By: Brian Michael Bendis (Writer), Brandon Peterson, Carlos Pacheco (Artist/Penciler), Roger Martinez (Inker), Paul Mounts, Jose Villarrubia (Colorist), VC’s Cory Petit (Letterer)
The Review: If you’ve read every issue of Age of Ultron up to this point you’ve probably been in one of two camps. You may have been growing increasingly impatient with Bendis’ glacial pacing, begrudgingly putting down your $3.99 week after week hoping each time that this will be issue to get things moving. Alternatively you’ve enjoyed it every step of the way, have withstood the downbeat and malevolent mood and savoured a Marvel event book that’s employed more substance than style. Either way it’s been a bumpy, expensive ride with few signs pointing to how, if at all, its outcome will impact on the wider Marvel Universe. Age of Ultron #6 signals the beginning of the end of this journey, and it might just have managed to keep everyone happy into the bargain.
It covers quite a lot of ground. Ostensibly it’s the natural progression from last month’s cliffhanger; Nick Fury and a handful of the more powerful Avengers head into the future to confront Ultron while Wolverine goes into the past to kill Hank Pym (thereby circumventing the whole Ultron problem in the first place). Admirably, this issue really jumps into both storylines head first and there’s immediate outcomes presented on each front. And when I say outcomes…I mean deaths.
You could probably have guessed that Fury’s camp would suffer the most casualties. The dude almost drops his team straight into the meat grinder after all as they move from the Savage Land direct to New York (even time-travelling genocidal robots want a piece of the Big Apple it seems). Now a gleaming technopolis devoid of human life, the city offers nothing but an ambush from thousands of flying Ultron heads and the Avengers are pretty much sitting ducks. They are, after all, just drifting in the wind thanks to Storm’s weather powers, and that can’t allow for much manoeuvrability. They get slapped around some and a major character literally loses his head – we may see a few Avengers captured and brought before a gloating Ultron before the series is up, but otherwise it looks like this particular plan has gone wronger than corduroy.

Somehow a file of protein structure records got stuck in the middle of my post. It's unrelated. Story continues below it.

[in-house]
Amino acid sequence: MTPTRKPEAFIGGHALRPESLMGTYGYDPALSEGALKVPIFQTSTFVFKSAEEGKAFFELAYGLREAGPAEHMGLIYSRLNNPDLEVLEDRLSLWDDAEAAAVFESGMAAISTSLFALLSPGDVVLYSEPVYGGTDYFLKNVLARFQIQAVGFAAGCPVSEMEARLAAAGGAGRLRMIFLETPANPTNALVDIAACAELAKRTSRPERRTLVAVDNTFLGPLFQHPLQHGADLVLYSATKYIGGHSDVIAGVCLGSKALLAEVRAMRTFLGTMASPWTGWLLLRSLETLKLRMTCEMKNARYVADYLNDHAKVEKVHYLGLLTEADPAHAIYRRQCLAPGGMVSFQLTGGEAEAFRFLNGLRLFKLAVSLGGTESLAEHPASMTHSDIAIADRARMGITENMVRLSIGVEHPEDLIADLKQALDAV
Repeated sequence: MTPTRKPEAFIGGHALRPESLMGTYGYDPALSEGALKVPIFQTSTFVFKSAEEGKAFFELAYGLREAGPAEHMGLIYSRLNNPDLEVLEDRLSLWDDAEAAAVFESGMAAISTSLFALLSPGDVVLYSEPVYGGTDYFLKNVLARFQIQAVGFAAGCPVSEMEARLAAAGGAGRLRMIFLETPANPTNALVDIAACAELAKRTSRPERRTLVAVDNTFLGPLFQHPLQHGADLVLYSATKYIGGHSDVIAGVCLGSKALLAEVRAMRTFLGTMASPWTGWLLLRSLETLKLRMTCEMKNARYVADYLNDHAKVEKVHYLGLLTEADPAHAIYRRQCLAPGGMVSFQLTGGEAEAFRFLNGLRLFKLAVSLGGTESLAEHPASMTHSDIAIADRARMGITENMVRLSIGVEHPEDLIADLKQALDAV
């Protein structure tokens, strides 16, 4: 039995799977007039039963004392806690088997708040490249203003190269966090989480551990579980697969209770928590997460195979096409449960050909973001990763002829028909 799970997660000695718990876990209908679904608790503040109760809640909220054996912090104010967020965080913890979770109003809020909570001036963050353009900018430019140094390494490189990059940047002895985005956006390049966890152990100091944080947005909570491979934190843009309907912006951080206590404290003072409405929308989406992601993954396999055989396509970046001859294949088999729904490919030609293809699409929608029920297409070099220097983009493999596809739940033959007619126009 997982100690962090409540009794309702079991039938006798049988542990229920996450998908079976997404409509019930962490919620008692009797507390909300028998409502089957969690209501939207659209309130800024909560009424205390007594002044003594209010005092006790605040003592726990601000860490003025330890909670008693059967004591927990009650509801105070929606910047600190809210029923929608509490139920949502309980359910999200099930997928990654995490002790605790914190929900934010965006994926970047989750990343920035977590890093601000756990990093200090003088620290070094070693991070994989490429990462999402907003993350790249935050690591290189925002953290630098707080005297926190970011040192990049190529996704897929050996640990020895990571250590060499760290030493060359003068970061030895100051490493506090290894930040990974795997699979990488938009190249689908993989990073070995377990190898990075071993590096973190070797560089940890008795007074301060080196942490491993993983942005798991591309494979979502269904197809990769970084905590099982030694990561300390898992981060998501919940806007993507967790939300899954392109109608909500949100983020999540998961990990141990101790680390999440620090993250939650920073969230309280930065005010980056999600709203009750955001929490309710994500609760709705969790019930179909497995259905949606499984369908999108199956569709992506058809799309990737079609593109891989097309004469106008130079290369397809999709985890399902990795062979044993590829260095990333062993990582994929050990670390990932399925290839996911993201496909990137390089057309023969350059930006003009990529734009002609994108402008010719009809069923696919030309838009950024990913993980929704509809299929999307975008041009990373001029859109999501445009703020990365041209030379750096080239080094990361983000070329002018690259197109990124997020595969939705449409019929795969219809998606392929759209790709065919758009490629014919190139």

Wolverine fairs better, even if he has a tag-along: the Invisible Woman, acting here as Logan’s conscience, a voice of reason in opposition to his strictly murderous intent. They almost immediately get to finding Hank Pym and the confrontation quickly descends into violence with Wolverine proving once again why he’s the best there is at what he does, and Pym in shock from what is, to him, a bewilderingly unprovoked attack.
Susan Storm tries her best to argue against murdering Pym, and she’s a character perfectly placed to make that argument. She’s a member of Marvel’s first family, a core component of the magic team that kickstarted a whole heroic universe…and to her killing is just wrong; “There has to be a line we – we do not cross.” But in this act, under these circumstances, even she can see Wolverine’s point…
It’s a great issue. It’s full of action that serves the book’s sense of spectacle and underpinning the whole thing is an unexpectedly affecting rumination on that perrenial topic: whether or not heroes should kill. The shifting and displaced temporal elements add an interesting twist to this decades old conundrum, with current iterations of heroes bringing the grittier, more violent comic book tropes of modernity to bear on those of the past. It was something I posited may have been going on at the forefront of the last issue but Susan Storm and Wolverine’s exchanges in this instalment seem to address it head-on.
Art-wise? I’m happy enough. Carlos Pacheco takes care of the ‘past’ shenanigans and this is definitely my favourite section of the book. It’s brightly coloured by Jose Villarrubia and given a softer edge by Pacheco’s pencils which help convince of the scenes’ setting in a more innocent time. Plus, I Iove Pacheco’s Wolverine – a compact package of taut muscles and Clint Eastwood sneers. I’m not so enamoured with Brandon Peterson’s work on the ‘future’ element of the book however. He doesn’t do too bad overall but the odd fugly facial expression and the unconvincing spectacle of his aerial battleground left me missing Bryan Hitch a whole bunch. And so did this chapter’s noticeably more tepid depictions of violence. Yes, heads are decapitated and stabbed, but here it’s all done in silhouette with the gore left to the imagination whereas I’m sure Hitch would have given us severed vertebra and spurts of brain tissue…in a perfect world I’d have loved to have seen a Hitch/Pacheco team-up, but it’s a moot point. It’s certainly not a bad-looking book after all, though it does lack a little of the feel of the top-flight, cutting-edge visuals that usually accompany Marvel’s main event books.
Conclusion: For all its violence and diverting temporal hijinks Bendis has still managed to include enough depth in Age of Ultron to turn out a reasonably thought-provoking book. Better than that, this script is also a lean, mean, time-travelling machine, accomplishing much in its meagre page count and leaving the series in a terrific place – I have literally no idea what to expect next. The change in art may take some getting used to, but not the quality in storytelling; that I’ll take of much of as I can get.
Filed under: Marvel Comics, Reviews Tagged: | Age of Ultron, Brandon Peterson, Brian Michael Bendis, Captain America, Carlos Pacheco, Invisible Woman, Jose Villarrubia, Marvel, Marvel comic Reviews, Marvel Comics, New York, Nick Fury, Paul Mounts, Roger Martinez, Storm, Susan Storm, Time Travel, Ultron, VC's Cory Petit, Wolverine